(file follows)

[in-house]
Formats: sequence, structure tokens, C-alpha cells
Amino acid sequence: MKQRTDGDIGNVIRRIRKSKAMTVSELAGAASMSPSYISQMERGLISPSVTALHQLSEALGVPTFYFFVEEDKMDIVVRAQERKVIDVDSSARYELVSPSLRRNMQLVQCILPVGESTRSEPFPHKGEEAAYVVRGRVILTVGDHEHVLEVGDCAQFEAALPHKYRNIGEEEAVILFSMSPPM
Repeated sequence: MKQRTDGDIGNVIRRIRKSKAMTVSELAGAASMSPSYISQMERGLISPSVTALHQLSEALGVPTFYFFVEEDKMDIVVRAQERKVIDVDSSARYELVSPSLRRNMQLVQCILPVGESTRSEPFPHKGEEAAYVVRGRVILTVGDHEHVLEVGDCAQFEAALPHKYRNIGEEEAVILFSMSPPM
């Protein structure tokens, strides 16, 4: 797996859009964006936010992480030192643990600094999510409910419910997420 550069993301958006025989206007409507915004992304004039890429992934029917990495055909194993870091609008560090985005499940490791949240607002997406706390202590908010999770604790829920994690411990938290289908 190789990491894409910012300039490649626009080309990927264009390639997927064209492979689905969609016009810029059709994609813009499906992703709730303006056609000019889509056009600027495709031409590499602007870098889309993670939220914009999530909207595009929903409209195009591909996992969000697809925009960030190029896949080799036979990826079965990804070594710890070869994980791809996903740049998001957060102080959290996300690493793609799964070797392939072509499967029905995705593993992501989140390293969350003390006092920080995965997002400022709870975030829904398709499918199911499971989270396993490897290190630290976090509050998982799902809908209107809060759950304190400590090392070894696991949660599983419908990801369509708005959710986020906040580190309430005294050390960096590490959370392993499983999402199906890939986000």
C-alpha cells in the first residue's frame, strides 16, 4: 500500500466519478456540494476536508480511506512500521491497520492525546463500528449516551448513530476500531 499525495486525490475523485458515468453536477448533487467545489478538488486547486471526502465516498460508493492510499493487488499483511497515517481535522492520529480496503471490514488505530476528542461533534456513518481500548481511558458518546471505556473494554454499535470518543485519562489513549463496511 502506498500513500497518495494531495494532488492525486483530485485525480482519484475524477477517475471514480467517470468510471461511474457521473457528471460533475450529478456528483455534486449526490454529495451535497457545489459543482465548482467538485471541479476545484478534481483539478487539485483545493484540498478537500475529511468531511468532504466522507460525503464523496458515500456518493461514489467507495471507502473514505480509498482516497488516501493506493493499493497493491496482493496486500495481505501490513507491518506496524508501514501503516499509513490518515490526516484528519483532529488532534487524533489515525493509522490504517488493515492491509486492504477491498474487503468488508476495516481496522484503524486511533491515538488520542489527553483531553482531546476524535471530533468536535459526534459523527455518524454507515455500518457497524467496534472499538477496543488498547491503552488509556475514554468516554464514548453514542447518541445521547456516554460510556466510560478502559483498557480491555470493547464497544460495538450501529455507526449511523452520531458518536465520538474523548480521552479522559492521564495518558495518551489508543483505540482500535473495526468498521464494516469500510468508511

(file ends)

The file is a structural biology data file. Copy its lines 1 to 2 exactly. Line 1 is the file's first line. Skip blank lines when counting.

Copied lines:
[in-house]
Formats: sequence, structure tokens, C-alpha cells